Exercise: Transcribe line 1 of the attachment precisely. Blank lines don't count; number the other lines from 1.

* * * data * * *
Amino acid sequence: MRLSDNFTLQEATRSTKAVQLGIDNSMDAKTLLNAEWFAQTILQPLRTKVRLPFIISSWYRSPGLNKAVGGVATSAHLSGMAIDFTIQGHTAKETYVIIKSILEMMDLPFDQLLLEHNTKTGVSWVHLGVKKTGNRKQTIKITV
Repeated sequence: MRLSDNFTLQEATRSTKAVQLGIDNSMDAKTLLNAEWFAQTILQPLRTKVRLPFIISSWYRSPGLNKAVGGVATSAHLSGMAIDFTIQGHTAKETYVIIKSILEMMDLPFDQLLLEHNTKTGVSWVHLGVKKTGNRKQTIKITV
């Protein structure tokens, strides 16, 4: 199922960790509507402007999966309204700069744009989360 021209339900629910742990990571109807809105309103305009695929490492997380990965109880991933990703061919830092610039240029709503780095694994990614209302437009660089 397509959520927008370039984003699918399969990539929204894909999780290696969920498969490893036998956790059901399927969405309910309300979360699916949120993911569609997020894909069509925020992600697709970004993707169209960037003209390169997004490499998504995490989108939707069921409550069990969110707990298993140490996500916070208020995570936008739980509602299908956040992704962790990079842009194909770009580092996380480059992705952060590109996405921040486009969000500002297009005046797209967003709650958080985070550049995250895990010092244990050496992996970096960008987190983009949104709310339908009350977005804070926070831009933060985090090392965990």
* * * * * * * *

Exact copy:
Amino acid sequence: MRLSDNFTLQEATRSTKAVQLGIDNSMDAKTLLNAEWFAQTILQPLRTKVRLPFIISSWYRSPGLNKAVGGVATSAHLSGMAIDFTIQGHTAKETYVIIKSILEMMDLPFDQLLLEHNTKTGVSWVHLGVKKTGNRKQTIKITV